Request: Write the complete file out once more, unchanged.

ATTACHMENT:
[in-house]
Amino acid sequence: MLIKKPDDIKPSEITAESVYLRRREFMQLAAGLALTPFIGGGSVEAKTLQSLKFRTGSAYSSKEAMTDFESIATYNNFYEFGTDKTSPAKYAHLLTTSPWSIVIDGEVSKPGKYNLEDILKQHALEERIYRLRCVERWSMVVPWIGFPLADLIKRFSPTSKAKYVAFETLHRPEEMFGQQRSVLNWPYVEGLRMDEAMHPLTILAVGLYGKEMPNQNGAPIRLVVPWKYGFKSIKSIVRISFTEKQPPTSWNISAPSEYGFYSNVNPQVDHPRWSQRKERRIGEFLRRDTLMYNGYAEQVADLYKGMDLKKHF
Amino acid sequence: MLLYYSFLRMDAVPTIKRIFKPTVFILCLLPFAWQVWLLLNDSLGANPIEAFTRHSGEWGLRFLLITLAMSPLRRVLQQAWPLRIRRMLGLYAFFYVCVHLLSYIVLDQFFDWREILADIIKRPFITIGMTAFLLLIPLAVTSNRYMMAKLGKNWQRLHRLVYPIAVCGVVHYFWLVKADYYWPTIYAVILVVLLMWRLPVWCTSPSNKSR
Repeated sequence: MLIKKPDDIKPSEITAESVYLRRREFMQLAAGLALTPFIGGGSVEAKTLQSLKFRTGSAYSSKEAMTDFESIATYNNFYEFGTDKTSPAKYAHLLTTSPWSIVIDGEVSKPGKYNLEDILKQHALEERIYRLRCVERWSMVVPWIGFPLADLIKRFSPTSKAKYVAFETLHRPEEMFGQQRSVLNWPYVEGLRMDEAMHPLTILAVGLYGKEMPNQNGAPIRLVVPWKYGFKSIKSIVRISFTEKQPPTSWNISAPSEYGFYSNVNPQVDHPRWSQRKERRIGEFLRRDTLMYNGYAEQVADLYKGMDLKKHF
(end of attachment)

[in-house]
Amino acid sequence: MLIKKPDDIKPSEITAESVYLRRREFMQLAAGLALTPFIGGGSVEAKTLQSLKFRTGSAYSSKEAMTDFESIATYNNFYEFGTDKTSPAKYAHLLTTSPWSIVIDGEVSKPGKYNLEDILKQHALEERIYRLRCVERWSMVVPWIGFPLADLIKRFSPTSKAKYVAFETLHRPEEMFGQQRSVLNWPYVEGLRMDEAMHPLTILAVGLYGKEMPNQNGAPIRLVVPWKYGFKSIKSIVRISFTEKQPPTSWNISAPSEYGFYSNVNPQVDHPRWSQRKERRIGEFLRRDTLMYNGYAEQVADLYKGMDLKKHF
Amino acid sequence: MLLYYSFLRMDAVPTIKRIFKPTVFILCLLPFAWQVWLLLNDSLGANPIEAFTRHSGEWGLRFLLITLAMSPLRRVLQQAWPLRIRRMLGLYAFFYVCVHLLSYIVLDQFFDWREILADIIKRPFITIGMTAFLLLIPLAVTSNRYMMAKLGKNWQRLHRLVYPIAVCGVVHYFWLVKADYYWPTIYAVILVVLLMWRLPVWCTSPSNKSR
Repeated sequence: MLIKKPDDIKPSEITAESVYLRRREFMQLAAGLALTPFIGGGSVEAKTLQSLKFRTGSAYSSKEAMTDFESIATYNNFYEFGTDKTSPAKYAHLLTTSPWSIVIDGEVSKPGKYNLEDILKQHALEERIYRLRCVERWSMVVPWIGFPLADLIKRFSPTSKAKYVAFETLHRPEEMFGQQRSVLNWPYVEGLRMDEAMHPLTILAVGLYGKEMPNQNGAPIRLVVPWKYGFKSIKSIVRISFTEKQPPTSWNISAPSEYGFYSNVNPQVDHPRWSQRKERRIGEFLRRDTLMYNGYAEQVADLYKGMDLKKHF